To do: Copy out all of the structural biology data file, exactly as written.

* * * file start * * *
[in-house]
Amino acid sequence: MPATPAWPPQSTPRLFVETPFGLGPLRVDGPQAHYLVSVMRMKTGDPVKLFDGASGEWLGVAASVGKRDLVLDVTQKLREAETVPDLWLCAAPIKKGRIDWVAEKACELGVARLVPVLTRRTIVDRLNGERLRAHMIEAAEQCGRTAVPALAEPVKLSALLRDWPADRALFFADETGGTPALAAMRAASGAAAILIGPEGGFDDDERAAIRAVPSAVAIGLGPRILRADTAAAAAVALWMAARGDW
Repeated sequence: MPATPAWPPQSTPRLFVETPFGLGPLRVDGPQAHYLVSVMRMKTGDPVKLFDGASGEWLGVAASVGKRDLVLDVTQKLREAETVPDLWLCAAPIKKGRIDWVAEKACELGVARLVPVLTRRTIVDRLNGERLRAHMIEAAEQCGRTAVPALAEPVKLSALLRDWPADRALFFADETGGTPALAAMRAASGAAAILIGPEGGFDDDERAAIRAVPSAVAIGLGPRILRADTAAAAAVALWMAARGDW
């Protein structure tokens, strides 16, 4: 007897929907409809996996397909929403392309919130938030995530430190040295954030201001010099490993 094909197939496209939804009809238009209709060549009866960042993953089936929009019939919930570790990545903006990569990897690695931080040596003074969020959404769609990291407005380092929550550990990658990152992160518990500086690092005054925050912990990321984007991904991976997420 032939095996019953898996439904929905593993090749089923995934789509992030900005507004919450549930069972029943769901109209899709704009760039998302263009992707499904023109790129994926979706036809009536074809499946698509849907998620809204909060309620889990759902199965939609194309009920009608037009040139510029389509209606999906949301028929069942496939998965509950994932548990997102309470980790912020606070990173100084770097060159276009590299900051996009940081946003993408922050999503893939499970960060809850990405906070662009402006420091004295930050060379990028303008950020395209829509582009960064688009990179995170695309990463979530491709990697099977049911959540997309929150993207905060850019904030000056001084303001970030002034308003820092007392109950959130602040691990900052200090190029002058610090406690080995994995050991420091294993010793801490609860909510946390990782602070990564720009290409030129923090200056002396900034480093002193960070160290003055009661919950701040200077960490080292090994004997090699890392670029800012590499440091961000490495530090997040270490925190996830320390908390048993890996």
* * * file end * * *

[in-house]
Amino acid sequence: MPATPAWPPQSTPRLFVETPFGLGPLRVDGPQAHYLVSVMRMKTGDPVKLFDGASGEWLGVAASVGKRDLVLDVTQKLREAETVPDLWLCAAPIKKGRIDWVAEKACELGVARLVPVLTRRTIVDRLNGERLRAHMIEAAEQCGRTAVPALAEPVKLSALLRDWPADRALFFADETGGTPALAAMRAASGAAAILIGPEGGFDDDERAAIRAVPSAVAIGLGPRILRADTAAAAAVALWMAARGDW
Repeated sequence: MPATPAWPPQSTPRLFVETPFGLGPLRVDGPQAHYLVSVMRMKTGDPVKLFDGASGEWLGVAASVGKRDLVLDVTQKLREAETVPDLWLCAAPIKKGRIDWVAEKACELGVARLVPVLTRRTIVDRLNGERLRAHMIEAAEQCGRTAVPALAEPVKLSALLRDWPADRALFFADETGGTPALAAMRAASGAAAILIGPEGGFDDDERAAIRAVPSAVAIGLGPRILRADTAAAAAVALWMAARGDW
């Protein structure tokens, strides 16, 4: 007897929907409809996996397909929403392309919130938030995530430190040295954030201001010099490993 094909197939496209939804009809238009209709060549009866960042993953089936929009019939919930570790990545903006990569990897690695931080040596003074969020959404769609990291407005380092929550550990990658990152992160518990500086690092005054925050912990990321984007991904991976997420 032939095996019953898996439904929905593993090749089923995934789509992030900005507004919450549930069972029943769901109209899709704009760039998302263009992707499904023109790129994926979706036809009536074809499946698509849907998620809204909060309620889990759902199965939609194309009920009608037009040139510029389509209606999906949301028929069942496939998965509950994932548990997102309470980790912020606070990173100084770097060159276009590299900051996009940081946003993408922050999503893939499970960060809850990405906070662009402006420091004295930050060379990028303008950020395209829509582009960064688009990179995170695309990463979530491709990697099977049911959540997309929150993207905060850019904030000056001084303001970030002034308003820092007392109950959130602040691990900052200090190029002058610090406690080995994995050991420091294993010793801490609860909510946390990782602070990564720009290409030129923090200056002396900034480093002193960070160290003055009661919950701040200077960490080292090994004997090699890392670029800012590499440091961000490495530090997040270490925190996830320390908390048993890996």